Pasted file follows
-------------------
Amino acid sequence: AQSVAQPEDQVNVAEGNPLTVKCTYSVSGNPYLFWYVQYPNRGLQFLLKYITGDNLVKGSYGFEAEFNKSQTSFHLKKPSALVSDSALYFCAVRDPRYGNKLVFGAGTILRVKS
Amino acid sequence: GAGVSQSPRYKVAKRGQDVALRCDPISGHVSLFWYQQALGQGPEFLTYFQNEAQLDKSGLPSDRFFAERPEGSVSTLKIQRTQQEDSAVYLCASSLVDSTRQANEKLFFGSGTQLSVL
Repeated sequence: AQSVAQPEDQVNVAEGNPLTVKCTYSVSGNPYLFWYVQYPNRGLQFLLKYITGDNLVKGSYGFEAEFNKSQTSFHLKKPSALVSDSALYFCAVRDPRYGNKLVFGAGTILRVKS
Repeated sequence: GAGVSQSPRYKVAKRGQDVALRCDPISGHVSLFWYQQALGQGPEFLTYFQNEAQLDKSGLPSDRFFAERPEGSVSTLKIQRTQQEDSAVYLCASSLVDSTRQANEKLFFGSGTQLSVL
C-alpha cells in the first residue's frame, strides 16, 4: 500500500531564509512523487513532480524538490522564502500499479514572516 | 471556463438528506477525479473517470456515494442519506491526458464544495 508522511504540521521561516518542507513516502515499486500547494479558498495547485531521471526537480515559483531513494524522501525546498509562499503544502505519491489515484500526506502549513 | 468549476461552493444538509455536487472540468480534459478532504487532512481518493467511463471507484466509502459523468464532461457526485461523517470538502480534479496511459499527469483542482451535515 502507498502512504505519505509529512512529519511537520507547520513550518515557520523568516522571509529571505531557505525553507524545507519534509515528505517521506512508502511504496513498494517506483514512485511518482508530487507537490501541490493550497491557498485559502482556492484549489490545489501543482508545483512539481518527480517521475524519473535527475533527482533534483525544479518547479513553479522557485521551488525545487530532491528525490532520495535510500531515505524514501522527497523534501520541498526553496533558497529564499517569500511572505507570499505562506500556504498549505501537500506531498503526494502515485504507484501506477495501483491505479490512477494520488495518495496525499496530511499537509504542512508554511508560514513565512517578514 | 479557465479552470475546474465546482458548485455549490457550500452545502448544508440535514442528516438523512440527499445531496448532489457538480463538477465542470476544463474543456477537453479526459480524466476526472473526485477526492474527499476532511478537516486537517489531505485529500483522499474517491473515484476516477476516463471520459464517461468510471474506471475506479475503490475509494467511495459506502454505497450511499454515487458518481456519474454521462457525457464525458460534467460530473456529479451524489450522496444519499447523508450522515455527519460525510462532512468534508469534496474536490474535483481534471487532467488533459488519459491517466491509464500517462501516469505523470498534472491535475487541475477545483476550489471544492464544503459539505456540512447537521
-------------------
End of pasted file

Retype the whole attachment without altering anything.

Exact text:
Amino acid sequence: AQSVAQPEDQVNVAEGNPLTVKCTYSVSGNPYLFWYVQYPNRGLQFLLKYITGDNLVKGSYGFEAEFNKSQTSFHLKKPSALVSDSALYFCAVRDPRYGNKLVFGAGTILRVKS
Amino acid sequence: GAGVSQSPRYKVAKRGQDVALRCDPISGHVSLFWYQQALGQGPEFLTYFQNEAQLDKSGLPSDRFFAERPEGSVSTLKIQRTQQEDSAVYLCASSLVDSTRQANEKLFFGSGTQLSVL
Repeated sequence: AQSVAQPEDQVNVAEGNPLTVKCTYSVSGNPYLFWYVQYPNRGLQFLLKYITGDNLVKGSYGFEAEFNKSQTSFHLKKPSALVSDSALYFCAVRDPRYGNKLVFGAGTILRVKS
Repeated sequence: GAGVSQSPRYKVAKRGQDVALRCDPISGHVSLFWYQQALGQGPEFLTYFQNEAQLDKSGLPSDRFFAERPEGSVSTLKIQRTQQEDSAVYLCASSLVDSTRQANEKLFFGSGTQLSVL
C-alpha cells in the first residue's frame, strides 16, 4: 500500500531564509512523487513532480524538490522564502500499479514572516 | 471556463438528506477525479473517470456515494442519506491526458464544495 508522511504540521521561516518542507513516502515499486500547494479558498495547485531521471526537480515559483531513494524522501525546498509562499503544502505519491489515484500526506502549513 | 468549476461552493444538509455536487472540468480534459478532504487532512481518493467511463471507484466509502459523468464532461457526485461523517470538502480534479496511459499527469483542482451535515 502507498502512504505519505509529512512529519511537520507547520513550518515557520523568516522571509529571505531557505525553507524545507519534509515528505517521506512508502511504496513498494517506483514512485511518482508530487507537490501541490493550497491557498485559502482556492484549489490545489501543482508545483512539481518527480517521475524519473535527475533527482533534483525544479518547479513553479522557485521551488525545487530532491528525490532520495535510500531515505524514501522527497523534501520541498526553496533558497529564499517569500511572505507570499505562506500556504498549505501537500506531498503526494502515485504507484501506477495501483491505479490512477494520488495518495496525499496530511499537509504542512508554511508560514513565512517578514 | 479557465479552470475546474465546482458548485455549490457550500452545502448544508440535514442528516438523512440527499445531496448532489457538480463538477465542470476544463474543456477537453479526459480524466476526472473526485477526492474527499476532511478537516486537517489531505485529500483522499474517491473515484476516477476516463471520459464517461468510471474506471475506479475503490475509494467511495459506502454505497450511499454515487458518481456519474454521462457525457464525458460534467460530473456529479451524489450522496444519499447523508450522515455527519460525510462532512468534508469534496474536490474535483481534471487532467488533459488519459491517466491509464500517462501516469505523470498534472491535475487541475477545483476550489471544492464544503459539505456540512447537521